On June 18, 2006, Sgt. Joshua Gutierrez of the 4th Infantry Division out of Fort Hood, Texas, was on patrol near Osut, Iraq, searching for missing U.S. soldiers.
‘At first, we went into the city and did a peaceful door knock, asking the people there if they’d seen our personnel,’ said 25-year-old Gutierrez in a telephone interview from the Naval Medical Center San Diego.
Around midnight, in a Bradley Fighting Vehicle, Gutierrez unknowingly drove over a bomb, it exploded, and his Bradley caught fire. ‘I was unconscious about twenty seconds,’ he said. ‘The guys in the cargo area got out. After I came to my senses, I tried getting out too, but my leg was already pretty much amputated. There was so much going on. My gunner pulled me out, and they got me away before the ammo and fuel blew (everything) up.’
Doctors completed the below-the-knee amputation of his right leg, he had a mild traumatic brain injury, and he had three broken bones in his left leg. In succession, he needed medical care in Iraq, Germany, Texas, and San Diego.
He spoke highly of the military support received. Three weeks in, military peers with similar injuries visited to talk over his situation and help him heal the emotional scars. ‘And at first I didn’t want to go to a support group,’ he said. ‘Then I went willingly. It was helpful and allowed me to express how I felt about what I had gone through and to relate to others, because I wasn’t the only one.’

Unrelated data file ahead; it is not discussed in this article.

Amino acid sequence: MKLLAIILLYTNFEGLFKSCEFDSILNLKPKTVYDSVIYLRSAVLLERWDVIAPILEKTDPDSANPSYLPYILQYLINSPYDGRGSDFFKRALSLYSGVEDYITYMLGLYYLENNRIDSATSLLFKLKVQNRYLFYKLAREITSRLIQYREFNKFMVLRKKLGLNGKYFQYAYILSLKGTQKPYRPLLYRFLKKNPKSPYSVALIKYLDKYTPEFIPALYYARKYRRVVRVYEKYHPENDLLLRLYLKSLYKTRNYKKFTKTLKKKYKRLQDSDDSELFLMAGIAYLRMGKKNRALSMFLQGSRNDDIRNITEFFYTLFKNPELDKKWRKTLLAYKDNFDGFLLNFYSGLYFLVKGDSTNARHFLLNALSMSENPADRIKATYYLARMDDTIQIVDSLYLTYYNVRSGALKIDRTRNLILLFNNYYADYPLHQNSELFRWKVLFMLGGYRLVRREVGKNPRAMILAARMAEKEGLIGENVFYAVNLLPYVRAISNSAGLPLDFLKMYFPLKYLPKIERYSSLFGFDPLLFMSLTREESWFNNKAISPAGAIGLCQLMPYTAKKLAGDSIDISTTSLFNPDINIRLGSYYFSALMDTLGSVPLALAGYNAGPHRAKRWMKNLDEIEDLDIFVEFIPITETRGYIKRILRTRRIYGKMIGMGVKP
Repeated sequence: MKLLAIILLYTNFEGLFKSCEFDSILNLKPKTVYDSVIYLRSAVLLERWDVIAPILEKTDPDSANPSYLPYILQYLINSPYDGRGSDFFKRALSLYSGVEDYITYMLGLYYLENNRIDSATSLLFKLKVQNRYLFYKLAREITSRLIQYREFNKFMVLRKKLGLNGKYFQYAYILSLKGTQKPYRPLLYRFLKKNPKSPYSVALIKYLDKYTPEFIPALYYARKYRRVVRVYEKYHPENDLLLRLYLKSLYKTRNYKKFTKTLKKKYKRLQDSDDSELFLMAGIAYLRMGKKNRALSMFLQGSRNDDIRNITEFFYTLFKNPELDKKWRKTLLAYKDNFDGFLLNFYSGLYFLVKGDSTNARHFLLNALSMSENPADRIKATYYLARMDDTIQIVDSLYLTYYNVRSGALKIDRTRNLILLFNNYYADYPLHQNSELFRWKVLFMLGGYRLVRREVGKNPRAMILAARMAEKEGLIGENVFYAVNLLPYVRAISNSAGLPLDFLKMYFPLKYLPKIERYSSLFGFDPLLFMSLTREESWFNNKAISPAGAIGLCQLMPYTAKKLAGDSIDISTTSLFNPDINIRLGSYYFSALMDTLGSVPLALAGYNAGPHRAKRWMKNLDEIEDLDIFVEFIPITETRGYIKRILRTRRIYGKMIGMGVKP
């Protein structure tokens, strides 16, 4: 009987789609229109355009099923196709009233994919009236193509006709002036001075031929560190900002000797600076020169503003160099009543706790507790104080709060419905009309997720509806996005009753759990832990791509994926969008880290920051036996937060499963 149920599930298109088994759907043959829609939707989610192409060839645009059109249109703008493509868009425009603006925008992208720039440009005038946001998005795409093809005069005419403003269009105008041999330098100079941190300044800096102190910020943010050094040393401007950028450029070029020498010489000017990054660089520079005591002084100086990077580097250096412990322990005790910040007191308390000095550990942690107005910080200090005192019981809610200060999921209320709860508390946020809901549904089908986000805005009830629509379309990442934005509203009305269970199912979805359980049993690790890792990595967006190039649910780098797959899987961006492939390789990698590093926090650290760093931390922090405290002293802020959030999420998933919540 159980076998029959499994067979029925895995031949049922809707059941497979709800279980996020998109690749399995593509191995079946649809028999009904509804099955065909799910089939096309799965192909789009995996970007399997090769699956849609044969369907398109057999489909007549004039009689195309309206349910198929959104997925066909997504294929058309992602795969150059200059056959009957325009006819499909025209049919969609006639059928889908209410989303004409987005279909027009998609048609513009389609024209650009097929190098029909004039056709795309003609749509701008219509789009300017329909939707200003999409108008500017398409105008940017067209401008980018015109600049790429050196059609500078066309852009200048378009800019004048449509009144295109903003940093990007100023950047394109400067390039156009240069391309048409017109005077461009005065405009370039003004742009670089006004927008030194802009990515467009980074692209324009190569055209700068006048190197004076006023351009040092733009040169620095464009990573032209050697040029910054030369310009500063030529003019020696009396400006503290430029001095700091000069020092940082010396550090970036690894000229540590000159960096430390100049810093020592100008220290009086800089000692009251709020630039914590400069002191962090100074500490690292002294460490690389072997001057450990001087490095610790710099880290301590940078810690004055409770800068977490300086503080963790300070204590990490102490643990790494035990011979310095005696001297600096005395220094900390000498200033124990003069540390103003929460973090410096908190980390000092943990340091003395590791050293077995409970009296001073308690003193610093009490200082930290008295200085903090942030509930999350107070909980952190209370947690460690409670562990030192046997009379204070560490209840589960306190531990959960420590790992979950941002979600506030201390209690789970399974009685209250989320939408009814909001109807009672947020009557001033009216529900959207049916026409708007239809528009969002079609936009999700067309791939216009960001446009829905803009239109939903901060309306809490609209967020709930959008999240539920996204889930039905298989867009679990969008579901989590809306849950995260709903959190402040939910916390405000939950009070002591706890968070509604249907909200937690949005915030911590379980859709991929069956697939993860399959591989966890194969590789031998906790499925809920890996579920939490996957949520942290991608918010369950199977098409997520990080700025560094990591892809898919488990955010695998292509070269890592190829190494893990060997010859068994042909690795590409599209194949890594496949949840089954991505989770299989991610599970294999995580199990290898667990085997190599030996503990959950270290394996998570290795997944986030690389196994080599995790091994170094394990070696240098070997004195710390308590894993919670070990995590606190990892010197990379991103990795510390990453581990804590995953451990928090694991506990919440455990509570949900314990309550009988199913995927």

After about three months, he learned to ignore his occasional phantom leg pain. Presently at Naval Medical Center San Diego, Gutierrez said, ‘Up until now I can’t say there has been a hard part. [The military] has been so good to me. There is so much for me to do here and they have so many programs and support groups.’
Remembering the peers helping him initially, Gutierrez signed up to be a peer counselor himself. After taking classes and learning listening skills, to date he has helped a soldier, three marines, and an airman. Also, he can do things now he once thought impossible: ski, surf, hike, and run.
‘You won’t hear none of that (in the news media),’ he said. ‘You only hear the bad things. You won’t hear how we’re taking care of our military.’